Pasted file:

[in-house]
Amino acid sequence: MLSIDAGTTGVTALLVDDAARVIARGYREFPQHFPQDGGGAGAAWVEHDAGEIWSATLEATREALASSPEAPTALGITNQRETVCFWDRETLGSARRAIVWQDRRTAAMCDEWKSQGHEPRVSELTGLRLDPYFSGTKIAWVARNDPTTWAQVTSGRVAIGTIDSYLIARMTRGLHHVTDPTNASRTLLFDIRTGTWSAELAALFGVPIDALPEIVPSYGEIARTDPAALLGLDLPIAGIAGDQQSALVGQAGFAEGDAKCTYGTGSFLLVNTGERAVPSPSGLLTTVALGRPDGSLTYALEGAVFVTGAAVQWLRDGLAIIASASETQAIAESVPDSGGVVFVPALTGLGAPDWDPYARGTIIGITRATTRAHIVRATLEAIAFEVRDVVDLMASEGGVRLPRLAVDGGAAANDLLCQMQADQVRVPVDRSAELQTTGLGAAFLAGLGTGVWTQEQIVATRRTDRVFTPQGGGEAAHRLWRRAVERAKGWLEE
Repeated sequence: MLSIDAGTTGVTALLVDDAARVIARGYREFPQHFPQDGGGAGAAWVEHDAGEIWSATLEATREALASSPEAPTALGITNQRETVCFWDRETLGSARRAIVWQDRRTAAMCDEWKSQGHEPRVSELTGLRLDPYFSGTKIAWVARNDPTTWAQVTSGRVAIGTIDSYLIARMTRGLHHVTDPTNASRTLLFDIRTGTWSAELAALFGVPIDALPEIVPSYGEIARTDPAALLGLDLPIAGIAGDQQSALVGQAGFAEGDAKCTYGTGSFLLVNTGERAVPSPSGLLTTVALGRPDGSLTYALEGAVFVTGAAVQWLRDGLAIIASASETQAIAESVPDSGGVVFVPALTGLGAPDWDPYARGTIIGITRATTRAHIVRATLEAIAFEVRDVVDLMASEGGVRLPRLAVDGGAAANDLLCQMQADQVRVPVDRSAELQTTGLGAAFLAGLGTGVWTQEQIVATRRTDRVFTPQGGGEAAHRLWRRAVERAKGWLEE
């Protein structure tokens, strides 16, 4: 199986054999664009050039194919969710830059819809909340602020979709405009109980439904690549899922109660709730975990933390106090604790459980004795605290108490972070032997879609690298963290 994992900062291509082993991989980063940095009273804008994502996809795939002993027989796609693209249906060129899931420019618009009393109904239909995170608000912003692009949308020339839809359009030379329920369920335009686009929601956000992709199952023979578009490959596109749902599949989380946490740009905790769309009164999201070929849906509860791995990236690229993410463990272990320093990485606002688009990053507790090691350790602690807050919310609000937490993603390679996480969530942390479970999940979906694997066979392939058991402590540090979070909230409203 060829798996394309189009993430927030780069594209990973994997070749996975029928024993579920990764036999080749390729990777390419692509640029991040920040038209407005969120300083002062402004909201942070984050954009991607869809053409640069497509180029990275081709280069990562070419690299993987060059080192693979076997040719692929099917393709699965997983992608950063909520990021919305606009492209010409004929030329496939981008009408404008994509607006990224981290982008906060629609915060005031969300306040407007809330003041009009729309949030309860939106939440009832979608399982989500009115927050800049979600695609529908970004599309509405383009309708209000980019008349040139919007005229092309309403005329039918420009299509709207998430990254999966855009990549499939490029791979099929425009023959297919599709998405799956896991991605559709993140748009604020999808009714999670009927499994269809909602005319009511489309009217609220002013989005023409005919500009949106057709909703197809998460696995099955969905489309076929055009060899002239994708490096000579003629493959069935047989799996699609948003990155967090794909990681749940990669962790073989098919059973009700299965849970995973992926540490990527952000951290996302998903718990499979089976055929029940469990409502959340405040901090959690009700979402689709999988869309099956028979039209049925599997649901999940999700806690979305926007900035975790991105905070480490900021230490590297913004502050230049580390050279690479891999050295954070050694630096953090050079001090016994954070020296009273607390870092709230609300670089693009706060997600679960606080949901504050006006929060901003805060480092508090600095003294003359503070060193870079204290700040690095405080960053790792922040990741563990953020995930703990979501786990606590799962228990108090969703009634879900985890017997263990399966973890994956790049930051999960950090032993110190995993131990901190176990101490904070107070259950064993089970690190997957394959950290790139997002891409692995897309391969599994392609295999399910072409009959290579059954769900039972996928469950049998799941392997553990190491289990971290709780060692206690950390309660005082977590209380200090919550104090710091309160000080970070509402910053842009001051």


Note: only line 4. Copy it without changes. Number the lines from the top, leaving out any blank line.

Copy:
């Protein structure tokens, strides 16, 4: 199986054999664009050039194919969710830059819809909340602020979709405009109980439904690549899922109660709730975990933390106090604790459980004795605290108490972070032997879609690298963290 994992900062291509082993991989980063940095009273804008994502996809795939002993027989796609693209249906060129899931420019618009009393109904239909995170608000912003692009949308020339839809359009030379329920369920335009686009929601956000992709199952023979578009490959596109749902599949989380946490740009905790769309009164999201070929849906509860791995990236690229993410463990272990320093990485606002688009990053507790090691350790602690807050919310609000937490993603390679996480969530942390479970999940979906694997066979392939058991402590540090979070909230409203 060829798996394309189009993430927030780069594209990973994997070749996975029928024993579920990764036999080749390729990777390419692509640029991040920040038209407005969120300083002062402004909201942070984050954009991607869809053409640069497509180029990275081709280069990562070419690299993987060059080192693979076997040719692929099917393709699965997983992608950063909520990021919305606009492209010409004929030329496939981008009408404008994509607006990224981290982008906060629609915060005031969300306040407007809330003041009009729309949030309860939106939440009832979608399982989500009115927050800049979600695609529908970004599309509405383009309708209000980019008349040139919007005229092309309403005329039918420009299509709207998430990254999966855009990549499939490029791979099929425009023959297919599709998405799956896991991605559709993140748009604020999808009714999670009927499994269809909602005319009511489309009217609220002013989005023409005919500009949106057709909703197809998460696995099955969905489309076929055009060899002239994708490096000579003629493959069935047989799996699609948003990155967090794909990681749940990669962790073989098919059973009700299965849970995973992926540490990527952000951290996302998903718990499979089976055929029940469990409502959340405040901090959690009700979402689709999988869309099956028979039209049925599997649901999940999700806690979305926007900035975790991105905070480490900021230490590297913004502050230049580390050279690479891999050295954070050694630096953090050079001090016994954070020296009273607390870092709230609300670089693009706060997600679960606080949901504050006006929060901003805060480092508090600095003294003359503070060193870079204290700040690095405080960053790792922040990741563990953020995930703990979501786990606590799962228990108090969703009634879900985890017997263990399966973890994956790049930051999960950090032993110190995993131990901190176990101490904070107070259950064993089970690190997957394959950290790139997002891409692995897309391969599994392609295999399910072409009959290579059954769900039972996928469950049998799941392997553990190491289990971290709780060692206690950390309660005082977590209380200090919550104090710091309160000080970070509402910053842009001051």